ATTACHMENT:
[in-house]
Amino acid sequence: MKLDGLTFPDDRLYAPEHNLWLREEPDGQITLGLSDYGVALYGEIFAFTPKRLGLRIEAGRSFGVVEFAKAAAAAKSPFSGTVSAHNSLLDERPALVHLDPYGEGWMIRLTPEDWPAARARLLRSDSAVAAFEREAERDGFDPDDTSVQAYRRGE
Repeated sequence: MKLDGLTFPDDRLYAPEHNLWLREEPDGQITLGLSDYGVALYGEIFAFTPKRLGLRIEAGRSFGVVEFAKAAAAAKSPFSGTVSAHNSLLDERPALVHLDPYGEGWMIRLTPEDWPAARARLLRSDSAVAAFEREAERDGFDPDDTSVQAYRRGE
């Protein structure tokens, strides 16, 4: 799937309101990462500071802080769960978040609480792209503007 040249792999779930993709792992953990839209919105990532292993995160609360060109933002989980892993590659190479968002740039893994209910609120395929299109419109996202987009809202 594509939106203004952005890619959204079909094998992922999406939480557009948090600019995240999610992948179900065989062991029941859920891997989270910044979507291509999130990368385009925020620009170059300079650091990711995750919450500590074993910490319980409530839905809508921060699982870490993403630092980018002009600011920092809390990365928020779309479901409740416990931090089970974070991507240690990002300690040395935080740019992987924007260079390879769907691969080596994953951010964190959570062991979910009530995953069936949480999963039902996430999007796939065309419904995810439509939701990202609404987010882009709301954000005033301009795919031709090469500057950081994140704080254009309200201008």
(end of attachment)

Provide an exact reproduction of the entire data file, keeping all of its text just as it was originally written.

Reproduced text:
[in-house]
Amino acid sequence: MKLDGLTFPDDRLYAPEHNLWLREEPDGQITLGLSDYGVALYGEIFAFTPKRLGLRIEAGRSFGVVEFAKAAAAAKSPFSGTVSAHNSLLDERPALVHLDPYGEGWMIRLTPEDWPAARARLLRSDSAVAAFEREAERDGFDPDDTSVQAYRRGE
Repeated sequence: MKLDGLTFPDDRLYAPEHNLWLREEPDGQITLGLSDYGVALYGEIFAFTPKRLGLRIEAGRSFGVVEFAKAAAAAKSPFSGTVSAHNSLLDERPALVHLDPYGEGWMIRLTPEDWPAARARLLRSDSAVAAFEREAERDGFDPDDTSVQAYRRGE
């Protein structure tokens, strides 16, 4: 799937309101990462500071802080769960978040609480792209503007 040249792999779930993709792992953990839209919105990532292993995160609360060109933002989980892993590659190479968002740039893994209910609120395929299109419109996202987009809202 594509939106203004952005890619959204079909094998992922999406939480557009948090600019995240999610992948179900065989062991029941859920891997989270910044979507291509999130990368385009925020620009170059300079650091990711995750919450500590074993910490319980409530839905809508921060699982870490993403630092980018002009600011920092809390990365928020779309479901409740416990931090089970974070991507240690990002300690040395935080740019992987924007260079390879769907691969080596994953951010964190959570062991979910009530995953069936949480999963039902996430999007796939065309419904995810439509939701990202609404987010882009709301954000005033301009795919031709090469500057950081994140704080254009309200201008």